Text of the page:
The goal is to find “significant” prostate cancer, not all prostate cancers. Following a PSA trend is the best way to avoid finding “insignificant” or dormant low grade cancer
One of the most common questions we are asked during an office visit is whether PSA, or Prostate Specific Antigen, is reliable or worth doing. Certainly, what one sees in the media, and on the internet, does leave one with the impression that PSA is not a good test, and in some ways does more harm than good. The answer we give to this question is yes and no. The reason for this ambiguity is that PSA can be the least predictive screening test that we use in America, or the best. It all comes down to how PSA is used.
Prostate Specific Antigen was developed in the late 80’s, and was introduced as a screening test for prostate cancer and quickly popularized in the early 90’s. Based on a relatively low number of patients studied, a cutoff value of 4.0 ng/dl was determined to be a good point to be used to be determined whether a biopsy would be indicated or not. Thus, PSA was introduced as a test designed to use a single data point to determine relative risk. It must be pointed out that until PSA was discovered, prostate cancer was a disease that almost always was diagnosed during its final stages, after metastasis had occurred. The initial assumption made with PSA was that if we could find prostate cancer at its earliest, embryonic stage, then every one of those patients would avoid a tragic progression of this disease. Thus, when a patient with a minute amount of cancer, even low grade cancer, was found, he was treated aggressively with the idea that his life was being saved. Twenty years of this paradigm generated an enormous amount of data, and these data ultimately revealed this assumption to be untrue.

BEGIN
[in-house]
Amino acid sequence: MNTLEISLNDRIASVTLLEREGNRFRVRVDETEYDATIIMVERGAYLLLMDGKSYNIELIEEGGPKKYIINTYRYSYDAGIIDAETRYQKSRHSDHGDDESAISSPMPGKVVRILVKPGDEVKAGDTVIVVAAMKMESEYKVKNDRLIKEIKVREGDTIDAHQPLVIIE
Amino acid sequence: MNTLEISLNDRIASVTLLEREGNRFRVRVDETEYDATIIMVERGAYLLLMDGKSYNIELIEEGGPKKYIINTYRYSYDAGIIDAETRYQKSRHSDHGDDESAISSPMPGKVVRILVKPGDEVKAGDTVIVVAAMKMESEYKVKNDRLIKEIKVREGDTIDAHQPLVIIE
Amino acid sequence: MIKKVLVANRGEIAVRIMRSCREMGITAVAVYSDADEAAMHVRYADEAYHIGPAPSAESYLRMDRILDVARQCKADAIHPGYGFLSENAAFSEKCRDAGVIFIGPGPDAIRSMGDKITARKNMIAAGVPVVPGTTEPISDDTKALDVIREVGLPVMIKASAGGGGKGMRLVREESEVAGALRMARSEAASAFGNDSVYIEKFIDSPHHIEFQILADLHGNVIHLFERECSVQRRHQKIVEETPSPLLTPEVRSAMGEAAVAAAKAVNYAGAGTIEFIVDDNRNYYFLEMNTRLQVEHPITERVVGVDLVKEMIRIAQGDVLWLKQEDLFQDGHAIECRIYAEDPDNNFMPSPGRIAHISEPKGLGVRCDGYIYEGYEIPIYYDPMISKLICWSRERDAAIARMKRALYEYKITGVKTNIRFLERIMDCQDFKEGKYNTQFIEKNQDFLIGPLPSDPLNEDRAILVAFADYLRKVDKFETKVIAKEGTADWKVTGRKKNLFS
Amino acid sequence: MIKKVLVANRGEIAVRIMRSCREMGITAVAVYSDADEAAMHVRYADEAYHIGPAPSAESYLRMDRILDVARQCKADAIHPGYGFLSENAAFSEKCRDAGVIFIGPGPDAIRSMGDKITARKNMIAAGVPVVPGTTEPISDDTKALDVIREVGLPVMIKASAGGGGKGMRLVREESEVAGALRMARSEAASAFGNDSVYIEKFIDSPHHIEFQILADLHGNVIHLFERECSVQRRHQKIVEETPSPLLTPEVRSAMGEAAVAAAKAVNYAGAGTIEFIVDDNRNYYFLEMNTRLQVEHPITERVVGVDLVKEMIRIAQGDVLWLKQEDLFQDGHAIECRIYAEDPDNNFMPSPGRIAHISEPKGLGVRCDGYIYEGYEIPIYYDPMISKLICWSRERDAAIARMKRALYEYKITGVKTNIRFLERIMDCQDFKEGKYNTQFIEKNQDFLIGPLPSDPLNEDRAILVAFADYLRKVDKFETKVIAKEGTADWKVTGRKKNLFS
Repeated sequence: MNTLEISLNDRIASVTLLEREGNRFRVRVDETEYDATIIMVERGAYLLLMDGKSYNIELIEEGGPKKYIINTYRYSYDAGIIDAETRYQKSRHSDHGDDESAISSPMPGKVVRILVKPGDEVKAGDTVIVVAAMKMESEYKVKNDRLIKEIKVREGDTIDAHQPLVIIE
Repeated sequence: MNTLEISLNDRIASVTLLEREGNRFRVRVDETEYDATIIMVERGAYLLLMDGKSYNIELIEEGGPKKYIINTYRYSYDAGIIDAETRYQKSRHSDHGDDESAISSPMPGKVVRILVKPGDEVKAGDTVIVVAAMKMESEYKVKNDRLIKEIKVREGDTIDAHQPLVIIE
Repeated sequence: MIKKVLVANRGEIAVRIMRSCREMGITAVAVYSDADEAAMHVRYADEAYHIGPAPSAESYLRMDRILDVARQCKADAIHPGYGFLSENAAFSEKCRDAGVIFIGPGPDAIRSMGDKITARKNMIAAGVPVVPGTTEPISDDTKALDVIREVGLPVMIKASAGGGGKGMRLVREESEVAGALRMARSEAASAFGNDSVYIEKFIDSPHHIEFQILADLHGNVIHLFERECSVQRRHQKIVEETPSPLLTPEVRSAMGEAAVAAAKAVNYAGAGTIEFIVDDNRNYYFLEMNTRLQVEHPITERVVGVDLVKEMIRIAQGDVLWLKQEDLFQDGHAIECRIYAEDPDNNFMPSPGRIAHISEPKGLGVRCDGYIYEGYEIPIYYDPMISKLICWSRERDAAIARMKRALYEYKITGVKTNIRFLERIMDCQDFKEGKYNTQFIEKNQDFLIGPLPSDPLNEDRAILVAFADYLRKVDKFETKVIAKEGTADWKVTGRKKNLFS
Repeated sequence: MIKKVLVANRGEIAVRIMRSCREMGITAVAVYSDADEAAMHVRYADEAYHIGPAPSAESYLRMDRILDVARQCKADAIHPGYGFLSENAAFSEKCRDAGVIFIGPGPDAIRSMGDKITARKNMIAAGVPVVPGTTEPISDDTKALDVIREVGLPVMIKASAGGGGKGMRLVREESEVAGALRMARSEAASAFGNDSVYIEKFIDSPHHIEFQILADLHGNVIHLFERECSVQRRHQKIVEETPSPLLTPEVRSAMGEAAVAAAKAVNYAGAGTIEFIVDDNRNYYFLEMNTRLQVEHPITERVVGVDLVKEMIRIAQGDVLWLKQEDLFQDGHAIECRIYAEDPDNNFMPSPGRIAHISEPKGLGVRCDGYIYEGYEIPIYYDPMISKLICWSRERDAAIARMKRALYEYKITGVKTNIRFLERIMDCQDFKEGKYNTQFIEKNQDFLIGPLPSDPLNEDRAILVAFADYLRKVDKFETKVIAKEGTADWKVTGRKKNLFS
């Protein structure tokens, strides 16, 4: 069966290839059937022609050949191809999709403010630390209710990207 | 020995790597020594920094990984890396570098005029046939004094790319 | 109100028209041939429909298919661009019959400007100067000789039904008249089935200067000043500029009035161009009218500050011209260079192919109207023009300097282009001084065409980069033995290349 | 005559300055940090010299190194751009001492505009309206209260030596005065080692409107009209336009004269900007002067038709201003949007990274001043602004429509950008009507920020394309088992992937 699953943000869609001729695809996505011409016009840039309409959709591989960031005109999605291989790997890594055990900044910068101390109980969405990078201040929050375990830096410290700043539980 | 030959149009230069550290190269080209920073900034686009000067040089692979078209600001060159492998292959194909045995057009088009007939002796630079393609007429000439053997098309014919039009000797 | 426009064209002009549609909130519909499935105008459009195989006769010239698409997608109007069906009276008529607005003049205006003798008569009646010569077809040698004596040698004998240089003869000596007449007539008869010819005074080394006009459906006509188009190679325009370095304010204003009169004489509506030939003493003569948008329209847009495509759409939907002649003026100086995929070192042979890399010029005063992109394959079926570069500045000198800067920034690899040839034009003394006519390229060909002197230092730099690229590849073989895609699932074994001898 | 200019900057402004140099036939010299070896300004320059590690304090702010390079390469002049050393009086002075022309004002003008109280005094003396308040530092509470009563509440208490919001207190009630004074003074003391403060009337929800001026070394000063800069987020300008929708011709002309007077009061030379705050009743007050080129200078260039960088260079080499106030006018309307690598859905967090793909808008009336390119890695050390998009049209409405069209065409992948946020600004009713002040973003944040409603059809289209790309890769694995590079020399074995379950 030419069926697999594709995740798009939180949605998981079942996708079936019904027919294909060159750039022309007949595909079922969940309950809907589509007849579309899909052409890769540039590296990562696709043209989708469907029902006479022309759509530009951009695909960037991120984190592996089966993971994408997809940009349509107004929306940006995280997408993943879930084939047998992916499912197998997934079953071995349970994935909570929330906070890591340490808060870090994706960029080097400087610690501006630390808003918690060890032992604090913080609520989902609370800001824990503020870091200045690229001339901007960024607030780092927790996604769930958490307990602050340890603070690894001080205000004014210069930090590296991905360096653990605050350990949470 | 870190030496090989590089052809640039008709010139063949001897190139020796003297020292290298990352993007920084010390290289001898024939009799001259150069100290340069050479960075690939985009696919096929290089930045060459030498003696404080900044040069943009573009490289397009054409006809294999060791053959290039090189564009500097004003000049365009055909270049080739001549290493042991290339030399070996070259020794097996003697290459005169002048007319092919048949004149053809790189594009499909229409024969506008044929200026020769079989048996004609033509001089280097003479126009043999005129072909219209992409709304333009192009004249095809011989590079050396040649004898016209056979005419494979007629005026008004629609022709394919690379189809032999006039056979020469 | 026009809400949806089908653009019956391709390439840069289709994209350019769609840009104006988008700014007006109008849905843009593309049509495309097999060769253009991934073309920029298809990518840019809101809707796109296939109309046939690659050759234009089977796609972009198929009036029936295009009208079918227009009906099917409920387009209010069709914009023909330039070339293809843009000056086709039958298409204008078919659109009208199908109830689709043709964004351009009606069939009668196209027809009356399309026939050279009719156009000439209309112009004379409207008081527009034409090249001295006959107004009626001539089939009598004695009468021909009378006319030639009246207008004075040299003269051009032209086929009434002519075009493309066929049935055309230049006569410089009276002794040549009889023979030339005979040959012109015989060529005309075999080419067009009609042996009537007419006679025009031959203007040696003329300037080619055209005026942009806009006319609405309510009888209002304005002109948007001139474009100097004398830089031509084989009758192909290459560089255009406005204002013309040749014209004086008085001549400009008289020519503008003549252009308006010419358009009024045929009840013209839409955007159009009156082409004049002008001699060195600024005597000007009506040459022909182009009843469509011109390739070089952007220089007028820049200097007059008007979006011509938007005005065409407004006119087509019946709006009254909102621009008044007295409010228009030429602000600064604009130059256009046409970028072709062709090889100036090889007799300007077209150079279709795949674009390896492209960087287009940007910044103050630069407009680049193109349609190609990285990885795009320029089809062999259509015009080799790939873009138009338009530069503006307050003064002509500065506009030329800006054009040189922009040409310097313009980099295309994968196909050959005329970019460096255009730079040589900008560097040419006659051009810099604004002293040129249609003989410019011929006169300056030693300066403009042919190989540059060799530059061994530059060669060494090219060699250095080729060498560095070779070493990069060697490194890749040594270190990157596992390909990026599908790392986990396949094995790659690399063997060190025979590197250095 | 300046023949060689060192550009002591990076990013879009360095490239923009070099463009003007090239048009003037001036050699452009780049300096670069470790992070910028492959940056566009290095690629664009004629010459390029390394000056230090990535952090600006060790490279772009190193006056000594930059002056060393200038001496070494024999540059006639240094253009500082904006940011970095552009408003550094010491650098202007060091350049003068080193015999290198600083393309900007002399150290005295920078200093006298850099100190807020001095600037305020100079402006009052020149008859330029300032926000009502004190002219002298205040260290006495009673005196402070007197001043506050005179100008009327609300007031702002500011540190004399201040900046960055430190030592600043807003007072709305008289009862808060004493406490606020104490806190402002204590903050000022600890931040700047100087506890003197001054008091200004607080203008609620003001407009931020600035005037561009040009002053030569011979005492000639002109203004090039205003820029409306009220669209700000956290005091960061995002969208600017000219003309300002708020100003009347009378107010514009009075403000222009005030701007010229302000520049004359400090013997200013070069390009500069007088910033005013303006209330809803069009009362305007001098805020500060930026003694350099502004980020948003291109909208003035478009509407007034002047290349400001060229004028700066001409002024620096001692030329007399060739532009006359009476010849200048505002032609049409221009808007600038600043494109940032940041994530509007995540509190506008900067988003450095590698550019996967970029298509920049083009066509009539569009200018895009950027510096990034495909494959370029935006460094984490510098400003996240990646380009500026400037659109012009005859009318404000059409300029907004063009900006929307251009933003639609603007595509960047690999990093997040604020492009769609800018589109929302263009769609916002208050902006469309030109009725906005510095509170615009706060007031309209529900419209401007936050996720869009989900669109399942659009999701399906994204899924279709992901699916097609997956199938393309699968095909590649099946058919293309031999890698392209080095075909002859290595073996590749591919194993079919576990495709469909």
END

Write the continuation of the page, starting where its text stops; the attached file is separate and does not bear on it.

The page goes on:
For the first 20 years of PSA’s usage in American society, many men were unnecessarily biopsied and thus over-treated.
What we learned over time is that although prostate cancer often can be a deadly disease, being the second leading cause of cancer death in men, that the vast majority of prostate cancers found via this manner of PSA screening and aggressive use of prostate biopsy described above are either very slow to grow and metastasize or may not grow at all and simply lay dormant. Thus, in retrospect, that means that for the first 20 years of PSA’s usage in American society, many men were unnecessarily biopsied and thus over-treated. As treatment for prostate cancer will almost always involve temporary or even permanent impact on quality of life, it could be said that PSA did more harm than good to our society in years past.
A group of physicians working for the federal government called the US Preventative Task Force reviewed the data generated by all screening tests in America, including most notably PSA, but also mammogram, colonoscopy and others. They determined the usefulness of a screening test by estimating the number of patients screened or biopsied to save a life. Since that organization, which did not include an Urologist or an Oncologist, performed their work before 2010 and thus was reviewing the data generated by early usage of PSA, it should be no surprise that PSA was the worst performing screening test of them all, with mammograms in women between 40 and 50 also producing similar results. In the era where our government was/is promoting paying for treatments based on “evidence based medicine”, you might remember the first attempt at limiting payment for screening based on this idea when our government considered the performance of mammograms in younger women. It was not soon after that this same report was used as justification for a campaign against PSA screening in America.